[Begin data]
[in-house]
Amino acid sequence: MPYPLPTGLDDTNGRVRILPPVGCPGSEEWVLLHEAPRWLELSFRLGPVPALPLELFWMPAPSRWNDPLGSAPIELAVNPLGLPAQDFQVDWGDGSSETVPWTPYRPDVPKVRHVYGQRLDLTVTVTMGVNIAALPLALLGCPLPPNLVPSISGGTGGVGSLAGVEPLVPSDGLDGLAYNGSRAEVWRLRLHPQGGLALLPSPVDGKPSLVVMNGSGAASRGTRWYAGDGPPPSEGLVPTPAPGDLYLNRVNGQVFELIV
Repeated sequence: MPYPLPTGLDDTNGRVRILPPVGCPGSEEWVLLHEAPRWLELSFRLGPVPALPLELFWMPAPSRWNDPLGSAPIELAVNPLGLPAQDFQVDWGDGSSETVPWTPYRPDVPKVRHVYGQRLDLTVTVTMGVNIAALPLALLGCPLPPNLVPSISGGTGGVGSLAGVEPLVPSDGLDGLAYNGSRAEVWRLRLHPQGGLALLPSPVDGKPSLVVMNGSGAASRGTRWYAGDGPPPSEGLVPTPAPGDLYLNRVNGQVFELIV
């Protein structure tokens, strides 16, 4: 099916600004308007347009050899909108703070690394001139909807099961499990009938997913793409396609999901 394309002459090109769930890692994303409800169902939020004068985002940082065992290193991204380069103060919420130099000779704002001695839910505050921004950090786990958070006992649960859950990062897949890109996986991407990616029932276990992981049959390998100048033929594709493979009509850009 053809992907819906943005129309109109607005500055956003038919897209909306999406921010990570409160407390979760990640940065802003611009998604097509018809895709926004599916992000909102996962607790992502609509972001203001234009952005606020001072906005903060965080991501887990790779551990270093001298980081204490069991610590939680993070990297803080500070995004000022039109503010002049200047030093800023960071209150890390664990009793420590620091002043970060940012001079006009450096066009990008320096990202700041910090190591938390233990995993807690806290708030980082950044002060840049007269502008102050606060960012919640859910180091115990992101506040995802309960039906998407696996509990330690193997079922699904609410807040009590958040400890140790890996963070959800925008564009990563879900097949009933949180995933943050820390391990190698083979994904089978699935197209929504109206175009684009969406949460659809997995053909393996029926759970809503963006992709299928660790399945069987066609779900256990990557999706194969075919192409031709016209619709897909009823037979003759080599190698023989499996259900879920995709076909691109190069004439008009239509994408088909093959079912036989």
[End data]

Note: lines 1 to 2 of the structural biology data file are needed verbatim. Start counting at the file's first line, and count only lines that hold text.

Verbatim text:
[in-house]
Amino acid sequence: MPYPLPTGLDDTNGRVRILPPVGCPGSEEWVLLHEAPRWLELSFRLGPVPALPLELFWMPAPSRWNDPLGSAPIELAVNPLGLPAQDFQVDWGDGSSETVPWTPYRPDVPKVRHVYGQRLDLTVTVTMGVNIAALPLALLGCPLPPNLVPSISGGTGGVGSLAGVEPLVPSDGLDGLAYNGSRAEVWRLRLHPQGGLALLPSPVDGKPSLVVMNGSGAASRGTRWYAGDGPPPSEGLVPTPAPGDLYLNRVNGQVFELIV